At 12–24 weeks of age, EAE was induced in male and female mice weighing less than 32 g as described [26] and monitored for signs of disease as described [35]: 0, no disease; 1, decreased tail tone and/or poor righting ability; 2, abnormal gait and/or hind limb weakness; 2.5, partial hind limb paralysis; 3, complete hind limb paralysis; 3.5, ascending paralysis; 4, tetraplegia; 5, death. Mice were sacrificed at a score of 3–4.


Brains and spinal cords were either perfused with phosphate-buffered saline (PBS) and frozen whole in OCT or perfused with or 4% PFA and processed into free-floating 30-µm sections, as described [26]. Sections were stained for CD45, as described [44]. For details on histological methods, please see Text S1. To visualize the distribution of cells expressing GFP (CX3CR1) and RFP (CCR2), free-floating sections were stained with 15 nM DAPI for 5 min, and whole-brain sections were scanned using a Leica DM5500B with motorized x,y stage. High-power confocal images are shown as projections of 7–10-µm z stacks at 40x magnification and scanned at a step size of 1–1.5 µm. In some experiments, brain sections were incubated overnight at 4°C with 7–4 antibody (Cedarlane, Ontario, Canada), washed, and incubated at room temperature for 2 h with biotinylated-rabbit anti rat secondary antibody (Jackson ImmunoResearch). After additional washes, tissues were incubated at room temperature for 1 h with strepatvidin-Cy5 conjugated, rinsed and mounted in Fluorsave reagent (Calbiochem). Tissues were imaged at 40x magnification on a Zeiss 510 confocal microscope.

Flow cytometry

For flow cytometric analysis of CNS tissues, mice were perfused with cold Hank's balanced salt solution. The brains were dissected and the spinal cords were flushed with 0.5 ml of cold PBS. Tissues were homogenized with Dounce homogenizers, and cells were separated in a discontinuous 30/70 Percoll gradient [45]. Cells were collected from the 30/70 interphase and washed in PBS.

Blood was collected by cardiac puncture of anesthetized mice, depleted of red blood cells in lysis buffer (0.15 mol/l NH4Cl, 1 mmol/l KHCO3, 0.1 mmol/l EDTA), and washed in staining buffer (PBS/0.1% BSA). For flow details, please see Text S1.

Sterile peritonitis model

Peritonitis was induced with thioglycollate as described [25]. Peritoneal leukocytes were collected 24 h later by flushing the peritoneal cavity with 10 ml of PBS. Peritoneal cells were washed with staining buffer and stained for F4/80 and 7-4 as described above.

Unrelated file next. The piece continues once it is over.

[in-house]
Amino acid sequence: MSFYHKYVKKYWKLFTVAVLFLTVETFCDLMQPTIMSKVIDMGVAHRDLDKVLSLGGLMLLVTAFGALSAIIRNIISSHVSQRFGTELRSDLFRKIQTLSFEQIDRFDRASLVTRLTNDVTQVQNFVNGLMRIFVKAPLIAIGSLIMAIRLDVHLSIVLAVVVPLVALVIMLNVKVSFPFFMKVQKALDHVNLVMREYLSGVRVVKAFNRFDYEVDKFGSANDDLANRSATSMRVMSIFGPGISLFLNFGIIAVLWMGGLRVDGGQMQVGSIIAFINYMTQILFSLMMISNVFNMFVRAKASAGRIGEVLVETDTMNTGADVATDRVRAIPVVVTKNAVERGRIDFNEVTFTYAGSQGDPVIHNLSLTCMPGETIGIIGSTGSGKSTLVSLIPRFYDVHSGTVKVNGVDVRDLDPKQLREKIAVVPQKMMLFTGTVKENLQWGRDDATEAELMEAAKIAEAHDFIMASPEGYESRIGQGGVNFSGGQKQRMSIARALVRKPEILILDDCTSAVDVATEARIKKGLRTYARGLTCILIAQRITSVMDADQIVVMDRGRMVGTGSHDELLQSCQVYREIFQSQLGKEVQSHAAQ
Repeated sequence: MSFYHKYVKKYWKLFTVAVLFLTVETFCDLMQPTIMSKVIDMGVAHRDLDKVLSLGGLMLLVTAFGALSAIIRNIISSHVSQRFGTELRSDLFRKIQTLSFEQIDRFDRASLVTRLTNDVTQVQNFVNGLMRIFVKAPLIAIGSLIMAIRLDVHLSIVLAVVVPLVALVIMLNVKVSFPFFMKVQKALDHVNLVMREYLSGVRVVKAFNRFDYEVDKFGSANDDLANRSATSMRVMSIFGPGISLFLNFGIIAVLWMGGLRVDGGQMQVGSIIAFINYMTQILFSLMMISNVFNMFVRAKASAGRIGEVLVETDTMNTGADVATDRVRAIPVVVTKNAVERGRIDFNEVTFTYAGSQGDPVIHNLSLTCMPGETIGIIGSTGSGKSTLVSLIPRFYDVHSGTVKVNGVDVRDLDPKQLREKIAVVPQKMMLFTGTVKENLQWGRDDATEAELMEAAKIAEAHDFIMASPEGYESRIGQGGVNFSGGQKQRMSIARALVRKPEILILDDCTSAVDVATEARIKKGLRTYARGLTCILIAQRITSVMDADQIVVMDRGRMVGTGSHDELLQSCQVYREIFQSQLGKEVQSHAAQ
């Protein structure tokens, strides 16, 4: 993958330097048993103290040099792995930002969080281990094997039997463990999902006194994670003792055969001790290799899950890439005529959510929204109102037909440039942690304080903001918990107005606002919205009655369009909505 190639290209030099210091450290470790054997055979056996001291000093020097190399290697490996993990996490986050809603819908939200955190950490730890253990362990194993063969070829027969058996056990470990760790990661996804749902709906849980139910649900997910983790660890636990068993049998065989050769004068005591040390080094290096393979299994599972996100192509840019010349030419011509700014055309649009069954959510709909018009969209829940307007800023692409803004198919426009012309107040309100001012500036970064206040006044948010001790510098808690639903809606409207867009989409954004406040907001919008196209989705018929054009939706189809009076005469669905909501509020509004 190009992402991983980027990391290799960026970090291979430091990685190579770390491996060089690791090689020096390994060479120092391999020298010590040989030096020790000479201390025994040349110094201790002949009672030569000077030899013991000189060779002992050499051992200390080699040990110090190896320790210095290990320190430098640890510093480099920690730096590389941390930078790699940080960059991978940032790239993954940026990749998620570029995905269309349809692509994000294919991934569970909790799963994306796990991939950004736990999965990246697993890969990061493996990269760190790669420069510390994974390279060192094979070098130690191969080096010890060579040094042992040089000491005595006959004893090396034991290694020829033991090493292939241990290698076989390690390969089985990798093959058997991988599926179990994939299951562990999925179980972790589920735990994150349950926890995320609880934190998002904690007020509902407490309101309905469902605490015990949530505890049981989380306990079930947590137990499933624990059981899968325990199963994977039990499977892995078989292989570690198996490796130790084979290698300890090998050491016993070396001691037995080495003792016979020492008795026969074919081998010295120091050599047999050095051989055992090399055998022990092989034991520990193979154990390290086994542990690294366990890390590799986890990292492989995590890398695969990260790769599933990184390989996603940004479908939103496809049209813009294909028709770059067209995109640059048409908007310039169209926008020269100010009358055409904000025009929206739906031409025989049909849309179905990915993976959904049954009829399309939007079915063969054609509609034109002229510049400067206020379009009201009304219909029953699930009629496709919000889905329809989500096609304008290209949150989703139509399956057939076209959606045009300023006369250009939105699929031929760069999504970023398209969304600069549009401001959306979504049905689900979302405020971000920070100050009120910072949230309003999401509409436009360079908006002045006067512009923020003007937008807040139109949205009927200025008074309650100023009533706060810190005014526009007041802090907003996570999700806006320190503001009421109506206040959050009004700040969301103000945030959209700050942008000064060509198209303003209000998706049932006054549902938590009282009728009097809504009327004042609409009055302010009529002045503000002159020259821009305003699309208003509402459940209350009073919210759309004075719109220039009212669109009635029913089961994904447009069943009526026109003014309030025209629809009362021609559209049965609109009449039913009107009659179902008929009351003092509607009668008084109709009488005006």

Quantitative RT-PCR

RNA was isolated from FACS-sorted cell populations with the Arcturus PicoPure kit (Molecular Devices, Sunnyvale, CA) according to the manufacturer's instructions. Quantity was assessed with a Nanodrop 1000, and RNA was reverse transcribed with TaqMan reverse-transcription reagents. Quantitative real-time PCR was carried out with TaqMan PCR Master Mix, TaqMan gene expression assays, and an Applied Biosystems 7900HT thermal cycler. All TaqMan reagents were from Applied Biosystems. Reactions were run in quadruplicate, and CCR2 and RFP mRNA expression levels were normalized to beta-actin.

Statistical analysis

Data are presented as mean ± SEM. Differences between Cx3cr1+/−Ccr2+/− and Cx3cr1+/−Ccr2−/− mice were analyzed with a two-tailed nonparametric Mann-Whitney test.

Supporting Information

Text S1.

Supporting Materials and Methods.

(0.03 MB DOC)

Table S1.

Primers used for tail-DNA genotyping. *Primers A-B amplify the wild type allele, whereas primers B-C identify the knockout allele.

(0.03 MB DOC)

Figure S1.

Analyses of cytoplasmic CCR2. WT, Ccr2RFP/+, and Ccr2RFP/RFP mice were bred onto the Apoe−/− background and fed a high-fat diet for 8 weeks. Intact and permeabilized monocytes, identified by CD115 staining, were stained for CCR2 and Ly6C. Boxes indicate demarcation of monocytes into Ly6Chi and Ly6Clo populations. Dashed line indicates the cutoff for positive CCR2 staining, using Ccr2RFP/RFP cells as the negative control. Permeabilization did not increase background staining in the CCR2 knockout mice (not shown). Results are representative of four experiments.

(0.50 MB EPS)

Figure S2.

Analysis of spinal inflammation in CCR2-deficient mice. Spinal cord tissues were fixed and stained with anti-CD45 antibodies to compare the distribution of inflammatory cells in double heterozygous Ccr2RFP/+ Cx3cr1GFP/+ mice (A,B) and Ccr2RFP/RFP Cx3cr1GFP/+ mice (C,D) at peak EAE disease. The extent of disease was similar in both genotypes. WM: white matter. GM: gray matter.

(1.97 MB EPS)


We thank Dr. Littman for the generous gift of the CX3CR1-GFP mice, and Jenny Garcia for 7/4 staining, and Dr. Colleen Witt for assistance with confocal microscopy. We thank Stephen Ordway for editorial assistance, Daryl Jones for manuscript preparation, and John Carroll for preparation of the figures.

Author Contributions

Conceived and designed the experiments: NS AC RMR IFC. Performed the experiments: NS AC KC MM AC CLT. Analyzed the data: NS AC RMR IFC. Wrote the paper: NS AC RMR IFC.